Roses and hostas and elephant ears, oh my!

Annual Meridian Garden Club sale highlights homegrown perennials


Barb Sears, president of the Meridian Garden Club, hates to throw out a plant, “But to tend your garden properly, you need to thin them and give them room to grow,” she said.

The club’s annual plant sale, running 9 a.m. to 2 p.m. Saturday (May 18) at Meridian Township’s Central Park Pavilion, offers area gardeners the opportunity to do just that while putting beneficial native plants into the hands of other eager gardeners. 

All the perennial plants at the sale come from club members’ home gardens. These healthy specimens come in many varieties, from small succulents to elephant ears and species that thrive in shade to full sun. Some house plants will also be available, as well as native plant seedlings and other “garden goodies.” 

“Some shoppers come with a list; others like to browse and choose plants based on what’s at the sale. We get all kinds of people, from those who love native plants to those who are just getting started with gardening,” Sears said. Proceeds benefit the nonprofit, all-volunteer club’s expenses for maintaining the gardens around the Meridian Historical Village and the township’s public buildings, like its post office and fire station. Recent improvement projects have included new benches for the gardens, educational signage and raised garden beds for children’s classes and demonstrations. 

“If we have to pay a contractor, for ex-ample, that comes out of our club funds,” Sears said. Last year’s sale offered 1,000 plants and drew approximately 250 people, with one family traveling all the way from Brighton. This year’s sale will include a broad selection of perennials such as Lenten roses and a wide variety of hostas. 

Emma Campbell, Meridian Town-ship’s land stewardship coordinator, will give a talk about the importance of native plants at 11 a.m. in the Butterfly Garden, which is near the playground, across from the township’s Municipal Building. Club member LaNita Campbell said many resources will be available at the sale for gardeners who are looking to get started with or dive deeper into native perennials. One resource is Lynn O’Shaughnessy, a gardener from Howell who will provide more than 200 plants from her 100-foot circle garden, which has been featured in the Detroit News and the Midland Daily News. 

Campbell said she’s been gardening for 40 years and originally drew inspiration from edible landscaping. “If I’m going to put all this work into gardening, I want to get some benefit out of it, too,” she said. “I started with blueberry bushes and asparagus, and then I got into herbs. That has proven to be my real passion, and they’re a big hit as Christmas gifts.”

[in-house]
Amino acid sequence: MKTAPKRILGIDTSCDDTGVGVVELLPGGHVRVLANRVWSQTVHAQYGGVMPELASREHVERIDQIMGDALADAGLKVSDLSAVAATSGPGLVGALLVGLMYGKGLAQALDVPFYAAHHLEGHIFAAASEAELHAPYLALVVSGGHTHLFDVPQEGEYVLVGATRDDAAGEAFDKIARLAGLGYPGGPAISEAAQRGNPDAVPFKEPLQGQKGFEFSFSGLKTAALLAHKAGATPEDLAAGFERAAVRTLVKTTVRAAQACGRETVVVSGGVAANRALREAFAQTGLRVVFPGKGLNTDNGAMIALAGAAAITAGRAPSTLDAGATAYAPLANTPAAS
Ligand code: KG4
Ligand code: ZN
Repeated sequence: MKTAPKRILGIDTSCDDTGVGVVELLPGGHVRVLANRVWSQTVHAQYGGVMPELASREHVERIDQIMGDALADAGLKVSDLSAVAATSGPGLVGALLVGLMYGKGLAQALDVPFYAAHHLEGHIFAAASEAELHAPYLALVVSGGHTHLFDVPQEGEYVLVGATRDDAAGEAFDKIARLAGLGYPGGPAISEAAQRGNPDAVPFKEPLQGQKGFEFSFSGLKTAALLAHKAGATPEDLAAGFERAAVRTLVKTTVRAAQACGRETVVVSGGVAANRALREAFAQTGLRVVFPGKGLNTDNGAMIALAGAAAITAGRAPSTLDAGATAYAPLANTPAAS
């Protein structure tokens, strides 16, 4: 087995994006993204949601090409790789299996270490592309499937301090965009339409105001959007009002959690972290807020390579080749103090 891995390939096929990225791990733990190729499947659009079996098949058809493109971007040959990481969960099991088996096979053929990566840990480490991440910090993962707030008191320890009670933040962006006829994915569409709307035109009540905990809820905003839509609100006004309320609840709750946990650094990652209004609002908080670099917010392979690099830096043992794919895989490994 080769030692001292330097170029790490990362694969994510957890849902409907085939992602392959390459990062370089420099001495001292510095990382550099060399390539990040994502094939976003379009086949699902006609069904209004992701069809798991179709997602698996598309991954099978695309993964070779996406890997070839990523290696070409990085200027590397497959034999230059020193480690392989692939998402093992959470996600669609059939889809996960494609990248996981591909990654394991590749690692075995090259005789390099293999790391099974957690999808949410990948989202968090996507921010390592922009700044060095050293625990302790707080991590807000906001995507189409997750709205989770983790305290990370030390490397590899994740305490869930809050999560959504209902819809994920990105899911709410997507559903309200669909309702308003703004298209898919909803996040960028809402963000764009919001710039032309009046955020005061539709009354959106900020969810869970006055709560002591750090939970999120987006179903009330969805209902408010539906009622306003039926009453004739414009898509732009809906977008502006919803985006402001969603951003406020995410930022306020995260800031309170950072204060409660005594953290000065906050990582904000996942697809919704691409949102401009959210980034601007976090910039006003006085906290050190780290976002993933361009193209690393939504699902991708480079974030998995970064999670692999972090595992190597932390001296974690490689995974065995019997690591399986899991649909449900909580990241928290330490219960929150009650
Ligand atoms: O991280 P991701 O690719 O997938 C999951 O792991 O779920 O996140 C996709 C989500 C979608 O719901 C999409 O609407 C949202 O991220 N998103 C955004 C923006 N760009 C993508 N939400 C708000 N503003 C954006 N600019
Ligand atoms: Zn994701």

Colleen Hyslop, the club’s vice president, joined 10 years ago when she retired to “meet a lot of people I could learn from.

“We have such a wide variety of activities, including photography, quilting, pressed flowers and flower shows. There are so many different directions you can go in, and I think that’s why the club is so successful,” she said. Sears said that getting involved with the club in 2019 “helped fulfill a desire to do some community service using my own skills and interests.” She added that the group receives “a lot of positive feedback.” 

The club hosts presentations on a variety of topics throughout the year, including container planting, green burials, and landscaping in an urban environment. It has 105 members and an average attendance of 50 to 60 people at each meeting. 

Hyslop still remembers her first garden club experience. “I didn’t know anybody there. We’ve all walked into a room like that, but as soon as I got in there, one of the long-term members looked at me with a huge smile on her face and said, ‘Would you like to join us?’ It was the warmest welcome I’ve ever received, and I think that’s very characteristic of our club,” she said. 

One of Hyslop’s favorite parts of the club is volunteering with school children. “We teach them about gardening and growing vegetables, the Native peoples of Michigan and three sisters gardening,” she said. Three sisters gardening is a Native tradition of planting corn, bean and squash crops together to help each crop thrive. Sears said she joined the club to keep learning.

“I have so much gardening at home that I wouldn’t have thought of joining an organization to do more gardening for others, but when I meet up with friends, plants and gardens are a major topic of conversation,” she said. “I felt like I could learn a lot from the group.” After half a decade with the club, she said, “It seems like I’ve found my people.


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